Phone Messages Raise Accusations of Dirty Tricks

Prosecutors have launched a grand jury probe into who was behind recorded phone messages they believe were aimed at undermining support for Steve Cooley during last year's campaign for L.A. district attorney, the LA Times reported.

The investigation has raised allegations that a dirty-tricks campaign  targeted the district attorney in the final days before he won a historic third  term, the Los Angeles Times reported. Prosecutors said the calls violated state election law by failing to  disclose who paid for the phone messages, The Times reported.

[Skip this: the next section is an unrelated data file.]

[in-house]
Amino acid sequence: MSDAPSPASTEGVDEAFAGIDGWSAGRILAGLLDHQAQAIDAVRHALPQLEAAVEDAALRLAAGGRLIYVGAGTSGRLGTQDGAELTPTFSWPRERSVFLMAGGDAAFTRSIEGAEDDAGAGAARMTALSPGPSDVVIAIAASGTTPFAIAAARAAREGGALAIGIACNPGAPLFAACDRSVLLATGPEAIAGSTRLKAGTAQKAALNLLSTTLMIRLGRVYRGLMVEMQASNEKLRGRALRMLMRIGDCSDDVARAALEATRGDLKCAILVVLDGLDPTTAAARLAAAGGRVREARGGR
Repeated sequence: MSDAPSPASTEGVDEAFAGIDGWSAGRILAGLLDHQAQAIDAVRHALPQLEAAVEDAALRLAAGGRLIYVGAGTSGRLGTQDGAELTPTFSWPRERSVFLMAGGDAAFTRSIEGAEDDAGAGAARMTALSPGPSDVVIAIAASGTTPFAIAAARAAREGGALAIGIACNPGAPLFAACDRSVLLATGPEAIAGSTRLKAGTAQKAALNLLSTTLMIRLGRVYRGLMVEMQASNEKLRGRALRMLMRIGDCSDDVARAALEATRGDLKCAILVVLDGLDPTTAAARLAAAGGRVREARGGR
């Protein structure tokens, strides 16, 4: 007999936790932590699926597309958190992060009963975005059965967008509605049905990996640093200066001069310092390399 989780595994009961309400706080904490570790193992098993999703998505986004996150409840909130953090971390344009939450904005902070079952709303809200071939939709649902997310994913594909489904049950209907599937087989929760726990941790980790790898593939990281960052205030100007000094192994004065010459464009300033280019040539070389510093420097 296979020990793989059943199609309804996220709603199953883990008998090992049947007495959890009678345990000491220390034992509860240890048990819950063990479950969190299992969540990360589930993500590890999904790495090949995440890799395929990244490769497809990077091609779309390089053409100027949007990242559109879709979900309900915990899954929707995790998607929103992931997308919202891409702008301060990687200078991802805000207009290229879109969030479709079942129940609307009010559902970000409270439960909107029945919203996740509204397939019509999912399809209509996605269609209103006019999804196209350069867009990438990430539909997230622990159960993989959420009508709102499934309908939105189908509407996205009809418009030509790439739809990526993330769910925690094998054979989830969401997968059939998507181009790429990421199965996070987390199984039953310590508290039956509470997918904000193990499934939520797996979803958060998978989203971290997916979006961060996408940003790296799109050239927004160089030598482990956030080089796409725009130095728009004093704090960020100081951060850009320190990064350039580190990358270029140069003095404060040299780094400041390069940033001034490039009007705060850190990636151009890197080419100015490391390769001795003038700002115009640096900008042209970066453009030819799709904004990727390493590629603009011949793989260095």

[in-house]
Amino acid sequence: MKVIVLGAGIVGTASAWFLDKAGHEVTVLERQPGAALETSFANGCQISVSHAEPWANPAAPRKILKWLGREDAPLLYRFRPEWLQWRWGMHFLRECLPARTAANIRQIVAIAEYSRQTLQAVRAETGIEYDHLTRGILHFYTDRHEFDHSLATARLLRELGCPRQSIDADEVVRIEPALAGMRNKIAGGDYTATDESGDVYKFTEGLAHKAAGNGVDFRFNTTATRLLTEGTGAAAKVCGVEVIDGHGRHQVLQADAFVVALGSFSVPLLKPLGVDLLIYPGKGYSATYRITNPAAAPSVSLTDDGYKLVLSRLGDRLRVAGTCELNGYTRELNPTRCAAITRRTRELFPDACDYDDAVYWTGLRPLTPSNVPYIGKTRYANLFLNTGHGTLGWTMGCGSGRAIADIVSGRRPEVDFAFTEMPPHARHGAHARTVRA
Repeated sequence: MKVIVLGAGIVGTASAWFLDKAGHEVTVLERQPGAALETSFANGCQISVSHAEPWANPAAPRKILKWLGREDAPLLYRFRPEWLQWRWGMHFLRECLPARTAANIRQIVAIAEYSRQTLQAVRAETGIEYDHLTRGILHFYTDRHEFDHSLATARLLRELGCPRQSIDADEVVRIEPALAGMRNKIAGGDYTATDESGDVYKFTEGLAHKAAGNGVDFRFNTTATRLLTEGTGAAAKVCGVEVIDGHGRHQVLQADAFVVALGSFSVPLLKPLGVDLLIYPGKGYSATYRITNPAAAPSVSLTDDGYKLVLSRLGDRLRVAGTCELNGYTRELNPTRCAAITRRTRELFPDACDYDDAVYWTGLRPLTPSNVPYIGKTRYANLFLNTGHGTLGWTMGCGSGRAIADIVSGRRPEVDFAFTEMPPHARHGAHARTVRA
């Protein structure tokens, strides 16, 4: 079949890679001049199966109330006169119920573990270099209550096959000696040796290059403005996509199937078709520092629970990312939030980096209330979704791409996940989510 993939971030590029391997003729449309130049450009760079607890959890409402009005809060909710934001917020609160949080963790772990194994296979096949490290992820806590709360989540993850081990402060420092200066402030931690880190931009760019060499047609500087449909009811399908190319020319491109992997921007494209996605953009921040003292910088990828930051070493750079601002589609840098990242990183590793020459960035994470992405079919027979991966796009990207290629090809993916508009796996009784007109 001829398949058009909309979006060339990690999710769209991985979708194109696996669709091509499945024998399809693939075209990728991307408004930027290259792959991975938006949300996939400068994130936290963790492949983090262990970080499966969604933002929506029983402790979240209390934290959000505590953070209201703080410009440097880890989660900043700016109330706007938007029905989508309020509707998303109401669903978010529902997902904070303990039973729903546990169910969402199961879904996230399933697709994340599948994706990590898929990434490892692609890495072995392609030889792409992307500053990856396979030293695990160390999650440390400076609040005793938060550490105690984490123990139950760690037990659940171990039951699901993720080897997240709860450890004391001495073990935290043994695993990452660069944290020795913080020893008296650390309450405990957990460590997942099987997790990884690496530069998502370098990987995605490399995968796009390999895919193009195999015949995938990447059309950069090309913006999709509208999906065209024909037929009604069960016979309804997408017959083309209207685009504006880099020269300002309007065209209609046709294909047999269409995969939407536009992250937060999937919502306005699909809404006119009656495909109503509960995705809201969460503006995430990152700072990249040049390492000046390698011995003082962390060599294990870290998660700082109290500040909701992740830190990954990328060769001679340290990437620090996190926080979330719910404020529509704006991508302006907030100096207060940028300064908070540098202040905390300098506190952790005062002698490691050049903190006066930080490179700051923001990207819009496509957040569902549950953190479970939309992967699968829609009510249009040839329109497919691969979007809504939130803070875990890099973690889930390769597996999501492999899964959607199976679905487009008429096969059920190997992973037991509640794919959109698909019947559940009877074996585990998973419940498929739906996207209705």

On the surface, the recorded messages appeared to come from Cooley's  campaign. They urged Republican voters to back the incumbent district attorney  and repeatedly mentioned that Cooley is a registered Republican.

But Cooley's campaign manager, John Thomas, said he knew nothing about  the calls until he heard complaints from registered Democrats who received the  messages and were angry that Cooley would make party politics an issue in a  race that is supposed to be nonpartisan, The Times reported.

Thomas said the calls were designed to hurt his client by emphasizing  that Cooley is a registered Republican in a county where registered Democrats  outnumber Republicans by more than 2 to 1.

"It was a dirty trick," Thomas told The Times. "It was a failed  attempt to distort the election."

Cooley has recused himself from the investigation, The Times reported. 

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